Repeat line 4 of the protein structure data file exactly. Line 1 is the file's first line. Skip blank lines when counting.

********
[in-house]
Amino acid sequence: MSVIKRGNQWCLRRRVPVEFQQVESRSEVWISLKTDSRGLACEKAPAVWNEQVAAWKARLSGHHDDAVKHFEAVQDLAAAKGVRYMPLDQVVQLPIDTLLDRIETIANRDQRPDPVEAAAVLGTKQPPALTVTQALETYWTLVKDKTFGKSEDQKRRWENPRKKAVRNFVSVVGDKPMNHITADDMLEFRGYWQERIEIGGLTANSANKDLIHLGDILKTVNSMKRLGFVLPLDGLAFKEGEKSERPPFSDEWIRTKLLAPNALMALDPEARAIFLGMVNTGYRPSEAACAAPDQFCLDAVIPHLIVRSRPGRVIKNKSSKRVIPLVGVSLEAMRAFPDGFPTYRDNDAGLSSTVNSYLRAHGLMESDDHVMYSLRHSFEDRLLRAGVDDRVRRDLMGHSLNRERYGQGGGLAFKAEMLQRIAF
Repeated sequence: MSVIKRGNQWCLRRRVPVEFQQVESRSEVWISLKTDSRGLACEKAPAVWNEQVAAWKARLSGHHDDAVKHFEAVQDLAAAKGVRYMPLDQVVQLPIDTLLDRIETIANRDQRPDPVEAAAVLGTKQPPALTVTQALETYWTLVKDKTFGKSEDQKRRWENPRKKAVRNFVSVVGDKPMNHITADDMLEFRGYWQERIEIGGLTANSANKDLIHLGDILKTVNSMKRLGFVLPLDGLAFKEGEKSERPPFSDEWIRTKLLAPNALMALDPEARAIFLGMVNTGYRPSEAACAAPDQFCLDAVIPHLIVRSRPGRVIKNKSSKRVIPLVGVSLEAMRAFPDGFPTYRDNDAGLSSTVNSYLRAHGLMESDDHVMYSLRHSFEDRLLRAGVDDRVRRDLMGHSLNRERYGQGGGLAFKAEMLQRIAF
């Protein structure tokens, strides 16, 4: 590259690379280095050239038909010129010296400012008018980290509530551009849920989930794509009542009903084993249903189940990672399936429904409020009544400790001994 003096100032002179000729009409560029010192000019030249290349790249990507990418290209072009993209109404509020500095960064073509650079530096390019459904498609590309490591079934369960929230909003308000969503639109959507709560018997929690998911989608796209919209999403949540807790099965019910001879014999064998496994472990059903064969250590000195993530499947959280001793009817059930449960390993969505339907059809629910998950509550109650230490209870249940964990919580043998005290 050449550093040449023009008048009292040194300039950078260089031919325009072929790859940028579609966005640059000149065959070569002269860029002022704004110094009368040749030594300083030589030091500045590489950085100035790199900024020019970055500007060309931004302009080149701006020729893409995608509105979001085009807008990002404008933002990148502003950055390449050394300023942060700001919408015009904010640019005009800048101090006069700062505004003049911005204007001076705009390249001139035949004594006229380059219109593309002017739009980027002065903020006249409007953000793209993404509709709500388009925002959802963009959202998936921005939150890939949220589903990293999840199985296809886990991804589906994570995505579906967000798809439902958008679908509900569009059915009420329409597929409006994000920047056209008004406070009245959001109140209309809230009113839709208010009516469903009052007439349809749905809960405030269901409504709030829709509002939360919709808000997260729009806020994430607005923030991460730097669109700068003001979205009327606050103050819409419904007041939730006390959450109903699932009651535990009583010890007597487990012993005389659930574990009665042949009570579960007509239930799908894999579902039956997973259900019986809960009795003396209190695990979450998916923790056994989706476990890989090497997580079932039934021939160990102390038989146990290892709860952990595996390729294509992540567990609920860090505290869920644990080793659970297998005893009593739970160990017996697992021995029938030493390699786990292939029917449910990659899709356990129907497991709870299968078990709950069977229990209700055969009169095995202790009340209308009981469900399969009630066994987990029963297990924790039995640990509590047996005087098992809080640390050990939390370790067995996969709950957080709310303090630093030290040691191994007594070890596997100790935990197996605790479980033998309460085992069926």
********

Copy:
């Protein structure tokens, strides 16, 4: 590259690379280095050239038909010129010296400012008018980290509530551009849920989930794509009542009903084993249903189940990672399936429904409020009544400790001994 003096100032002179000729009409560029010192000019030249290349790249990507990418290209072009993209109404509020500095960064073509650079530096390019459904498609590309490591079934369960929230909003308000969503639109959507709560018997929690998911989608796209919209999403949540807790099965019910001879014999064998496994472990059903064969250590000195993530499947959280001793009817059930449960390993969505339907059809629910998950509550109650230490209870249940964990919580043998005290 050449550093040449023009008048009292040194300039950078260089031919325009072929790859940028579609966005640059000149065959070569002269860029002022704004110094009368040749030594300083030589030091500045590489950085100035790199900024020019970055500007060309931004302009080149701006020729893409995608509105979001085009807008990002404008933002990148502003950055390449050394300023942060700001919408015009904010640019005009800048101090006069700062505004003049911005204007001076705009390249001139035949004594006229380059219109593309002017739009980027002065903020006249409007953000793209993404509709709500388009925002959802963009959202998936921005939150890939949220589903990293999840199985296809886990991804589906994570995505579906967000798809439902958008679908509900569009059915009420329409597929409006994000920047056209008004406070009245959001109140209309809230009113839709208010009516469903009052007439349809749905809960405030269901409504709030829709509002939360919709808000997260729009806020994430607005923030991460730097669109700068003001979205009327606050103050819409419904007041939730006390959450109903699932009651535990009583010890007597487990012993005389659930574990009665042949009570579960007509239930799908894999579902039956997973259900019986809960009795003396209190695990979450998916923790056994989706476990890989090497997580079932039934021939160990102390038989146990290892709860952990595996390729294509992540567990609920860090505290869920644990080793659970297998005893009593739970160990017996697992021995029938030493390699786990292939029917449910990659899709356990129907497991709870299968078990709950069977229990209700055969009169095995202790009340209308009981469900399969009630066994987990029963297990924790039995640990509590047996005087098992809080640390050990939390370790067995996969709950957080709310303090630093030290040691191994007594070890596997100790935990197996605790479980033998309460085992069926």